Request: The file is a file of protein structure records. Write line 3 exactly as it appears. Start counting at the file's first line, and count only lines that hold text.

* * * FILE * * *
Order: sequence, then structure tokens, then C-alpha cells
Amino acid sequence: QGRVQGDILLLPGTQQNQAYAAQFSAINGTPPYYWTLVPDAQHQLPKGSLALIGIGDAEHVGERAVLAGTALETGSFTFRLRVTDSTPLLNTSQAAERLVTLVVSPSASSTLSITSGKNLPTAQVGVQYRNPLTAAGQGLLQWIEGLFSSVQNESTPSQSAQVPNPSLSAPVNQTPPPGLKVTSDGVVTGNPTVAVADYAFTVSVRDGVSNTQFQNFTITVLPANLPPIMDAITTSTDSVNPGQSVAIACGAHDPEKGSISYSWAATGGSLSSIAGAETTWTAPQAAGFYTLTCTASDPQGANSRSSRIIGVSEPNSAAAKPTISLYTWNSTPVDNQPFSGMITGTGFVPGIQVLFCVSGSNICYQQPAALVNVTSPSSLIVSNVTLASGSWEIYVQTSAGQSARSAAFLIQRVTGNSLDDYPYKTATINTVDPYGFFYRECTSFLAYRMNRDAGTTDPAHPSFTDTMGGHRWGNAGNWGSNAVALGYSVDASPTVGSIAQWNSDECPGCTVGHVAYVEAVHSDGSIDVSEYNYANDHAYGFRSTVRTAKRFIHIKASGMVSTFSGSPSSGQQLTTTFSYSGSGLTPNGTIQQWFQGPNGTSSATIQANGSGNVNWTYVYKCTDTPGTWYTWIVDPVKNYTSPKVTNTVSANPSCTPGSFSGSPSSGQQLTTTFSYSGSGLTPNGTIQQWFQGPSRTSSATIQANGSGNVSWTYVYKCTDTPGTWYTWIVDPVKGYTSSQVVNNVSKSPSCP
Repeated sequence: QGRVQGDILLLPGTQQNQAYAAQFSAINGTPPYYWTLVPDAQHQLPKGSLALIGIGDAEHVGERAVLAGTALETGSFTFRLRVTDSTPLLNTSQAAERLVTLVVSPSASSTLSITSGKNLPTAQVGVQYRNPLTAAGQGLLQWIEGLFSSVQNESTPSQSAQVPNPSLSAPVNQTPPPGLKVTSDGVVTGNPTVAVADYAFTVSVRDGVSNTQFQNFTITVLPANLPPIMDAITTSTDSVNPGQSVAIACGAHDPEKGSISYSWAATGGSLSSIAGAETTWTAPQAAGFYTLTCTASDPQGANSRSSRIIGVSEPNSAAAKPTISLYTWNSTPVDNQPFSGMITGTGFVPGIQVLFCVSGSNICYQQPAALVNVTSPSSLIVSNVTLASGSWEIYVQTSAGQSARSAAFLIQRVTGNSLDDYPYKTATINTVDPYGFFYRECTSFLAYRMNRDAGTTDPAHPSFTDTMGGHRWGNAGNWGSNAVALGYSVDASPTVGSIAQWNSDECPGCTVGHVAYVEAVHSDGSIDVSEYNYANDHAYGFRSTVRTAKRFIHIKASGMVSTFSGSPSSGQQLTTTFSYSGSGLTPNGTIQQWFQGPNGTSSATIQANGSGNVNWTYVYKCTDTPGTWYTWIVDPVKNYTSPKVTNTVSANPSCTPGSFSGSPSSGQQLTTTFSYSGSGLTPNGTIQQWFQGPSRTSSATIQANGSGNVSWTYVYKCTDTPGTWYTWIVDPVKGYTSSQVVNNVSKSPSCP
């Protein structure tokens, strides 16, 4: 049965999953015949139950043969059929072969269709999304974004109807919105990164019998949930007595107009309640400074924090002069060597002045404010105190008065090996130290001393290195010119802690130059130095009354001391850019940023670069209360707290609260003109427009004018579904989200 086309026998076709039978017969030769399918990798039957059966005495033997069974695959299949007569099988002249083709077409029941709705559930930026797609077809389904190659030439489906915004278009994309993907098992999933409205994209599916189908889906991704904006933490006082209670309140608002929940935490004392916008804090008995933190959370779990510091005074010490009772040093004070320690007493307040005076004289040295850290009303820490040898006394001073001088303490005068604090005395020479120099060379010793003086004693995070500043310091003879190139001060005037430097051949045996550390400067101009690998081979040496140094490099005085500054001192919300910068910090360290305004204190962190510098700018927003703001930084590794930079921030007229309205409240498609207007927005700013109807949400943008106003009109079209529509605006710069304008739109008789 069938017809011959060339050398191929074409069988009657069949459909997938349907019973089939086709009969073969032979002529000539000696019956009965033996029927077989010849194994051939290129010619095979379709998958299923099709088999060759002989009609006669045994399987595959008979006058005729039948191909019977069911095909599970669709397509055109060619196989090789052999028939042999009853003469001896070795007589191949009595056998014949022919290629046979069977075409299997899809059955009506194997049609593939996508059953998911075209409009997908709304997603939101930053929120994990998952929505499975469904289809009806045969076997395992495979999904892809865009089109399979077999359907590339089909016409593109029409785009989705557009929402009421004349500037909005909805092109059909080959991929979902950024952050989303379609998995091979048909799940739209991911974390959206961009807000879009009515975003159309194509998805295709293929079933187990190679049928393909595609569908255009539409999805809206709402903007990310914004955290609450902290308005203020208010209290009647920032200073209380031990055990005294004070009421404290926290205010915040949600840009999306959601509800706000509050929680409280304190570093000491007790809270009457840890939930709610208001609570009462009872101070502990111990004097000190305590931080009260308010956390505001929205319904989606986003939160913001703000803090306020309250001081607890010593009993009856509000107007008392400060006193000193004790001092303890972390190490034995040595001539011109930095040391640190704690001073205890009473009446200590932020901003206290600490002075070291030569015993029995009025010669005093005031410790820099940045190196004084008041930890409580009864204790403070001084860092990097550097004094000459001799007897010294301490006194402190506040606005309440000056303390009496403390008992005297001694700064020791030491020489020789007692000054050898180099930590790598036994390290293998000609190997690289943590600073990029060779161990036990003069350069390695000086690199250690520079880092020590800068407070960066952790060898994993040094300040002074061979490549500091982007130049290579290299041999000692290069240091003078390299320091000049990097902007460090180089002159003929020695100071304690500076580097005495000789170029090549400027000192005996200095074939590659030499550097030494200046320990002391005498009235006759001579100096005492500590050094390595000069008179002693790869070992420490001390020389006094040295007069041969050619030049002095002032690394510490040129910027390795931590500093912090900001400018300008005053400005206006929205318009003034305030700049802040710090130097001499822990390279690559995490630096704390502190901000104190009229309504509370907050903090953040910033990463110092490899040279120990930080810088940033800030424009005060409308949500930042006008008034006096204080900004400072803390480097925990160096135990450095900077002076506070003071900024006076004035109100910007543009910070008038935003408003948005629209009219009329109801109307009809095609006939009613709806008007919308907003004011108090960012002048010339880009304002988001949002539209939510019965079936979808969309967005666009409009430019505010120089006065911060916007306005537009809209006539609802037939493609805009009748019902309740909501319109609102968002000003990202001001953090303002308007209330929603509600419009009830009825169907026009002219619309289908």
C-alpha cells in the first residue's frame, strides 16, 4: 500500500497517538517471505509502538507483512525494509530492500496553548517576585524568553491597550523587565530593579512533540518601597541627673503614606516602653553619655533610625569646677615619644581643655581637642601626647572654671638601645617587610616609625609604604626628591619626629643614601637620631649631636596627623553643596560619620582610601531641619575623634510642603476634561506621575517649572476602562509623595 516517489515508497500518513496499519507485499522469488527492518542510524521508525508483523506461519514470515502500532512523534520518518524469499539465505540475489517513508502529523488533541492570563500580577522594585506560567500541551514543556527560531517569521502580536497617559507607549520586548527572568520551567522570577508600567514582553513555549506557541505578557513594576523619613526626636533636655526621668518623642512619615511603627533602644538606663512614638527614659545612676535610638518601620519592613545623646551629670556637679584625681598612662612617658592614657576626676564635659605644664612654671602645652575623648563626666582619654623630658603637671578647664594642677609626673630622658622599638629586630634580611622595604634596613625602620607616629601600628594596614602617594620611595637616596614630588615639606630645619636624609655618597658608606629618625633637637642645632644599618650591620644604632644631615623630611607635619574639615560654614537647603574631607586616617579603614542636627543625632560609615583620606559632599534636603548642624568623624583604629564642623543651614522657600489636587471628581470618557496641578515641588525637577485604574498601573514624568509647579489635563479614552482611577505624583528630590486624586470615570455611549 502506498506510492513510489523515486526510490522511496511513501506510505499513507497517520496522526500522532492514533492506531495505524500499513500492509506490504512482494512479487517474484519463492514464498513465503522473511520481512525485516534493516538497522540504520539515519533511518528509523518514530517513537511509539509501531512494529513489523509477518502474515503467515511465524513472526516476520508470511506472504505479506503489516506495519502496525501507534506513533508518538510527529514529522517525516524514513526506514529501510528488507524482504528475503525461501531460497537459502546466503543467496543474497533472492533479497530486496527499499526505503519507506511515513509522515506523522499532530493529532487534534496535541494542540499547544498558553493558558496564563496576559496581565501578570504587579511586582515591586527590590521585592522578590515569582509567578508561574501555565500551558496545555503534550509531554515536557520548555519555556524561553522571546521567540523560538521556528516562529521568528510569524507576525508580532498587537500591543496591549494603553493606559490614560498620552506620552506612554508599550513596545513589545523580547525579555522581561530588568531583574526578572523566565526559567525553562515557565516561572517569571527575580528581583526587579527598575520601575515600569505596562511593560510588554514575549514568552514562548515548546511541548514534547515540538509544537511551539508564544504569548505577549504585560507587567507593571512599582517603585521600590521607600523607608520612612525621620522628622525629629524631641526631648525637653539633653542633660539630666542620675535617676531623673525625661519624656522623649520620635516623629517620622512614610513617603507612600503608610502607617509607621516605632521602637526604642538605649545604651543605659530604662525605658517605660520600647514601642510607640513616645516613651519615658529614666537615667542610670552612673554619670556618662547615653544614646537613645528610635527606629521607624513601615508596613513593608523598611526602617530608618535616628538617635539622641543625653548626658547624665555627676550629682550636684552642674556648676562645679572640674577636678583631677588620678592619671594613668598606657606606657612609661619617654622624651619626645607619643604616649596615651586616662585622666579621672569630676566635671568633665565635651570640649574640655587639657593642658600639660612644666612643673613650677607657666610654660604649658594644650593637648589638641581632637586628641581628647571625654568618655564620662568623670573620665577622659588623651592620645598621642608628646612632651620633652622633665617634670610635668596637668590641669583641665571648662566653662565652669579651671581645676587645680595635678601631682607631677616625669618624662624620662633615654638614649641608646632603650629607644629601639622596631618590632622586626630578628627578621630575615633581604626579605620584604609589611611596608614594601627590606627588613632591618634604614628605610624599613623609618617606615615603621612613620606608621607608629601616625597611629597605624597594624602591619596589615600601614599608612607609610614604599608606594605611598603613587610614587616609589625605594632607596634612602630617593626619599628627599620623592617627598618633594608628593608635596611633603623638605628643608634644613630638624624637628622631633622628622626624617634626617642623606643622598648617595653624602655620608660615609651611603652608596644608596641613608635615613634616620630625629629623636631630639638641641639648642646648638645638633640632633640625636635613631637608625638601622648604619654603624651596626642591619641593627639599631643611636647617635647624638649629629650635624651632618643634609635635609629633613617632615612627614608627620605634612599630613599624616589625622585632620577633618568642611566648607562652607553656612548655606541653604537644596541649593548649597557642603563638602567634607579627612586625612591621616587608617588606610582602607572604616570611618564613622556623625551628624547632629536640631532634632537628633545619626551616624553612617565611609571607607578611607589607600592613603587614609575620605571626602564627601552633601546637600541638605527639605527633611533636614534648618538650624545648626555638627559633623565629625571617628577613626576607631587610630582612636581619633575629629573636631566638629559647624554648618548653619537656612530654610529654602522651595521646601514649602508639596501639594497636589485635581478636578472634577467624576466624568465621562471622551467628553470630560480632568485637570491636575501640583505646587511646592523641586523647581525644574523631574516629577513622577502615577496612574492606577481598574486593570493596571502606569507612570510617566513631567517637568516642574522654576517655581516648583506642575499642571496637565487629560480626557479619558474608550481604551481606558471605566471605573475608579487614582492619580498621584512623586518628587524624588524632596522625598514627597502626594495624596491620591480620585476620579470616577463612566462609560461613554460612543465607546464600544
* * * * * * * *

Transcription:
Repeated sequence: QGRVQGDILLLPGTQQNQAYAAQFSAINGTPPYYWTLVPDAQHQLPKGSLALIGIGDAEHVGERAVLAGTALETGSFTFRLRVTDSTPLLNTSQAAERLVTLVVSPSASSTLSITSGKNLPTAQVGVQYRNPLTAAGQGLLQWIEGLFSSVQNESTPSQSAQVPNPSLSAPVNQTPPPGLKVTSDGVVTGNPTVAVADYAFTVSVRDGVSNTQFQNFTITVLPANLPPIMDAITTSTDSVNPGQSVAIACGAHDPEKGSISYSWAATGGSLSSIAGAETTWTAPQAAGFYTLTCTASDPQGANSRSSRIIGVSEPNSAAAKPTISLYTWNSTPVDNQPFSGMITGTGFVPGIQVLFCVSGSNICYQQPAALVNVTSPSSLIVSNVTLASGSWEIYVQTSAGQSARSAAFLIQRVTGNSLDDYPYKTATINTVDPYGFFYRECTSFLAYRMNRDAGTTDPAHPSFTDTMGGHRWGNAGNWGSNAVALGYSVDASPTVGSIAQWNSDECPGCTVGHVAYVEAVHSDGSIDVSEYNYANDHAYGFRSTVRTAKRFIHIKASGMVSTFSGSPSSGQQLTTTFSYSGSGLTPNGTIQQWFQGPNGTSSATIQANGSGNVNWTYVYKCTDTPGTWYTWIVDPVKNYTSPKVTNTVSANPSCTPGSFSGSPSSGQQLTTTFSYSGSGLTPNGTIQQWFQGPSRTSSATIQANGSGNVSWTYVYKCTDTPGTWYTWIVDPVKGYTSSQVVNNVSKSPSCP